Just in time for election season, we learn that the voter advocacy of the NextGen will rescue Americans from the abyss. 


Probably not.

About 50 years ago there was a dramatic youth movement amongst boomers that created a massive cultural shift. 

Most of the promise of American youth vote hope, change and selfless activism was gunned down in the street on November 22, 1963. 

Since that time . . . Our progressive friends have been waiting for the same phenomena to rescue mediocre candidates from Walter Mondale to Hillary Clinton . . . Most of the time the hope for a political youth movement is in vain.

Nevertheless, we offer a peek at optimistic local commentary and a report which spotlights the bright future of local activists . . .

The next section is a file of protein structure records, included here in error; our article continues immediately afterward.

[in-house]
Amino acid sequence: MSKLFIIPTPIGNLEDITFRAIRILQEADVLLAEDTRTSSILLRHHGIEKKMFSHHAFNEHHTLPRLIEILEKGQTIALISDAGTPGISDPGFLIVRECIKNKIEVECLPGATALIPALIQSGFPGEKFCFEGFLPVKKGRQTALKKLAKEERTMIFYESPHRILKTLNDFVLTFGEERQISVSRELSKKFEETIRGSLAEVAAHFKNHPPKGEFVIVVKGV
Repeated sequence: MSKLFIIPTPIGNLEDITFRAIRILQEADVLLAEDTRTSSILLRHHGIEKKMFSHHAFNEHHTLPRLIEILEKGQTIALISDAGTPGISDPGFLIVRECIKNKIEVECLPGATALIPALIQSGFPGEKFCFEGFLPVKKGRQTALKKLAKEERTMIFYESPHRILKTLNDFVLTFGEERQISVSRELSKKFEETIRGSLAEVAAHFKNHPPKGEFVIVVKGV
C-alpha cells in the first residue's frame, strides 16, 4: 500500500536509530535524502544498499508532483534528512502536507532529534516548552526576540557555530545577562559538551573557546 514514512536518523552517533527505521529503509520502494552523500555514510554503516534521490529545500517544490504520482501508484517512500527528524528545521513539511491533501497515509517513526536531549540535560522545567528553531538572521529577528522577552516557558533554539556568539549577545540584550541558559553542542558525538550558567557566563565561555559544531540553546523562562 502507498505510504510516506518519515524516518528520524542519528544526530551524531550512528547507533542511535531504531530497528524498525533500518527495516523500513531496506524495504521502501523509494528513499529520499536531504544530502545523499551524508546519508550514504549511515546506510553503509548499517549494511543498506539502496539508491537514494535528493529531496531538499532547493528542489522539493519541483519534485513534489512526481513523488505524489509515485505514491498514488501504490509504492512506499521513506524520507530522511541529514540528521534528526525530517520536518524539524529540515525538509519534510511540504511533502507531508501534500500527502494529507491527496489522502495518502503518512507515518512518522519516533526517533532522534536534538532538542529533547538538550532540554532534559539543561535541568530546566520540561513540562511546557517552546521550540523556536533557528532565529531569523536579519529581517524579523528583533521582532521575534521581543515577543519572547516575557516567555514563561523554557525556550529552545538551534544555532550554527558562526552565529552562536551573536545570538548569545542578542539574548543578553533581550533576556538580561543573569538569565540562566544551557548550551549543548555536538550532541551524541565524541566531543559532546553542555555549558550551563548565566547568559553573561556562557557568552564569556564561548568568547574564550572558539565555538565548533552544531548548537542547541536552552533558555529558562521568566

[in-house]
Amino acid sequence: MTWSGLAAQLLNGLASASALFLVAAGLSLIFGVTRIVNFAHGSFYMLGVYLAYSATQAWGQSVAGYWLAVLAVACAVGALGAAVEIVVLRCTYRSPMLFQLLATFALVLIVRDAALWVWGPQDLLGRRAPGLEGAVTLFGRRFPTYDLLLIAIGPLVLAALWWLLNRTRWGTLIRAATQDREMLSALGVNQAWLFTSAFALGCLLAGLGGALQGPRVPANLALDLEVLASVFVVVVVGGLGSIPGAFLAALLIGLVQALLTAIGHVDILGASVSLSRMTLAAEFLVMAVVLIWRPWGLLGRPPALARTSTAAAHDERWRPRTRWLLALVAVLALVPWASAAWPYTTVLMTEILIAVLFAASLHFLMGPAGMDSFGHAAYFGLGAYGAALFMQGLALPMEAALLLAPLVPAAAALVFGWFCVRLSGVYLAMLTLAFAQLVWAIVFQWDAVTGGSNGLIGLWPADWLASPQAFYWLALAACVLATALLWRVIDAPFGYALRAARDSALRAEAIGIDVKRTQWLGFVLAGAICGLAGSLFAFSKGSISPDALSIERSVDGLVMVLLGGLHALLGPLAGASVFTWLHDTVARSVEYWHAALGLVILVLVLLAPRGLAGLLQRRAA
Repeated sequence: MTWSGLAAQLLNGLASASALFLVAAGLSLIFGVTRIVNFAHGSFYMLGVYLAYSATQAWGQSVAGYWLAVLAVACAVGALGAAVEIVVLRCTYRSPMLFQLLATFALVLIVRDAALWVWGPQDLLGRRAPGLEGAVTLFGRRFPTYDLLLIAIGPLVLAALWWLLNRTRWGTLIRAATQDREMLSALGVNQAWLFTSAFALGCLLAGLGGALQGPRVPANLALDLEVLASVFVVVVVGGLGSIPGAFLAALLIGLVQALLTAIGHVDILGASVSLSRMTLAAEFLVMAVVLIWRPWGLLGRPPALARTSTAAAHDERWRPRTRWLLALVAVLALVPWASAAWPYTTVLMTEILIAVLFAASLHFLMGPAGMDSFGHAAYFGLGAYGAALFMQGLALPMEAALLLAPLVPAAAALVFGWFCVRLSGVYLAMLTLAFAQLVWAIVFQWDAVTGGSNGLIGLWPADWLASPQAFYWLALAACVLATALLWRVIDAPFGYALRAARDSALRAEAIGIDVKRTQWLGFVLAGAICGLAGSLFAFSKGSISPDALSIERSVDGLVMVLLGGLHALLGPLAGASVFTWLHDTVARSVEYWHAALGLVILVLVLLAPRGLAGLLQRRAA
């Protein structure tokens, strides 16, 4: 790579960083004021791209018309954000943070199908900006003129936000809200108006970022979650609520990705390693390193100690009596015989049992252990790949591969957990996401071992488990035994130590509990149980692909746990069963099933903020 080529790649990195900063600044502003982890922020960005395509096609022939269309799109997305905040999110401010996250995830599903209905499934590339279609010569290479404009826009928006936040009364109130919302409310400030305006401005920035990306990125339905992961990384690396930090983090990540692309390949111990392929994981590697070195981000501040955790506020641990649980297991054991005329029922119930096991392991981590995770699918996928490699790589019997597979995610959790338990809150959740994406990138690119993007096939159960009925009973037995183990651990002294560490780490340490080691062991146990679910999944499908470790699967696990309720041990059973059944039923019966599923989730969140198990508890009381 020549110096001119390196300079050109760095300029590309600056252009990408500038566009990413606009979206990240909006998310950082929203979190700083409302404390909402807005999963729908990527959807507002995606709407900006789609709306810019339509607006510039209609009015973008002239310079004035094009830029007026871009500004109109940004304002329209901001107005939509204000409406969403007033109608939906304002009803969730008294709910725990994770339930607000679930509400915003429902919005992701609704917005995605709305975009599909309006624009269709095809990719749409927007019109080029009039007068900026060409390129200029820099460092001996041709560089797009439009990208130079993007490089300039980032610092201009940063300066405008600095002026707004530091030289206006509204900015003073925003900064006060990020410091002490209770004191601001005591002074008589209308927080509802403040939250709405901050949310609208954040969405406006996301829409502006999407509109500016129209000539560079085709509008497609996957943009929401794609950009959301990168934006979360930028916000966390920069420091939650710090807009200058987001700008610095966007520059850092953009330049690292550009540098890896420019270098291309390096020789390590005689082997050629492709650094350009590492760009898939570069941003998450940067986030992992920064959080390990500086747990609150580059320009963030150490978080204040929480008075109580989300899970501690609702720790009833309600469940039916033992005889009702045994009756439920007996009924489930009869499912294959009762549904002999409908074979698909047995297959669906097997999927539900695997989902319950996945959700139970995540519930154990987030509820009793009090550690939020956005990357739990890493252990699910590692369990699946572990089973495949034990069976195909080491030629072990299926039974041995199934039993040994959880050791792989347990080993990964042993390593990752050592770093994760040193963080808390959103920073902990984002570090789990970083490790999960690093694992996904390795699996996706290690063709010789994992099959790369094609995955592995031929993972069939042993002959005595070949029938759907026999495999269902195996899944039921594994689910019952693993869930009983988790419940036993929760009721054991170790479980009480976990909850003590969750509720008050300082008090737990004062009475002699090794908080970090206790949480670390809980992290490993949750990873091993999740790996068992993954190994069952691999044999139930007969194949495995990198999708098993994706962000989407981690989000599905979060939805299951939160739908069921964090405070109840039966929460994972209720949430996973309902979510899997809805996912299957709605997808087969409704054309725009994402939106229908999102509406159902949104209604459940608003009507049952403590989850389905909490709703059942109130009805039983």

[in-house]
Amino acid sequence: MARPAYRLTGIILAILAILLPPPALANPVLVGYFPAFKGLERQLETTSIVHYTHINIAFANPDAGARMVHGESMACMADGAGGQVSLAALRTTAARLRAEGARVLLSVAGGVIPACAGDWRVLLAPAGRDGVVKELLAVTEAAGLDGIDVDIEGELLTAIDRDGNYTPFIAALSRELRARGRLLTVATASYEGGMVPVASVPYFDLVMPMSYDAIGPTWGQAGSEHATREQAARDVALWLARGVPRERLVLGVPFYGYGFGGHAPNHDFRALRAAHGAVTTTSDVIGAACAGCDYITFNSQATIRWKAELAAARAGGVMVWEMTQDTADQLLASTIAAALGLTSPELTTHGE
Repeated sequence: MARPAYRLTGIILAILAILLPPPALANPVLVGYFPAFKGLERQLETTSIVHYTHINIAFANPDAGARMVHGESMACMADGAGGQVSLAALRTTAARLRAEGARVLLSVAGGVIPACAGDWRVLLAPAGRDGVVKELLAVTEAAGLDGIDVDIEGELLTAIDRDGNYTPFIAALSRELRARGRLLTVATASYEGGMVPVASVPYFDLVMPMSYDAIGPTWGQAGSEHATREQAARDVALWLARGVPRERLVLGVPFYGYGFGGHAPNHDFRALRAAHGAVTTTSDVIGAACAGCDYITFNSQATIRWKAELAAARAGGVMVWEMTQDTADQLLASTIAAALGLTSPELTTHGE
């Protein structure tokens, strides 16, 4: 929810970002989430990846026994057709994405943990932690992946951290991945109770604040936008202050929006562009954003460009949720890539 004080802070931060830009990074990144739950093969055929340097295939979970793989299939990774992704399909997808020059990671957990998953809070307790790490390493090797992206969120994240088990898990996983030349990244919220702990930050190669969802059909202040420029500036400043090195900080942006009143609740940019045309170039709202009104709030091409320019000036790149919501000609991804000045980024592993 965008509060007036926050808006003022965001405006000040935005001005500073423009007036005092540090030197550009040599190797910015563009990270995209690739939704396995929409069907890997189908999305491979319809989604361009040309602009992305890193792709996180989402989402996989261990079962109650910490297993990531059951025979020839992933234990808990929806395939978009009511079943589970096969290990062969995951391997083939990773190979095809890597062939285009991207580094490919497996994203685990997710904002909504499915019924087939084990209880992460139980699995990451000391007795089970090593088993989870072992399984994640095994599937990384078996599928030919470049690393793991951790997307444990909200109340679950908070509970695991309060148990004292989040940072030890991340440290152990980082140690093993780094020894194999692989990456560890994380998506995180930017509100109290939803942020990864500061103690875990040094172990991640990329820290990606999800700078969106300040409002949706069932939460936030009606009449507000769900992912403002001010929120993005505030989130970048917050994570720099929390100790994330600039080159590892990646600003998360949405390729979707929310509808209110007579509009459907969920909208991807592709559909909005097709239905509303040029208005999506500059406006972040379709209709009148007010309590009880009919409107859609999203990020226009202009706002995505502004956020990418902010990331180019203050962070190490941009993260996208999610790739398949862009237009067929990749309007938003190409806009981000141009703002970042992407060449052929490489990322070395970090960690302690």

A University of Cambridge study found that “this is the first generation in living memory to have a global majority who are dissatisfied with the way democracy works while in their twenties and thirties.”

Many in older generations have taken this to mean that their successors are lazy or apathetic. But what they don’t realize is that Gen Z – people born since 1996 – has been busy ushering in a new age of activism and democracy right under their noses.

Read more via link . . .

Gen Z Activists Confront an Age of Anxiety

Generation Z has witnessed a laundry list of "unprecedented times." By her mid-20s, Laela Zaedi had lived through the aftermath of 9/11, three economic recessions, Joplin's EF5 tornado, a global pandemic and social unrest over police brutality. Zaedi, now a 26-year-old climate activist in Kansas City, is at the leading edge of Gen Z.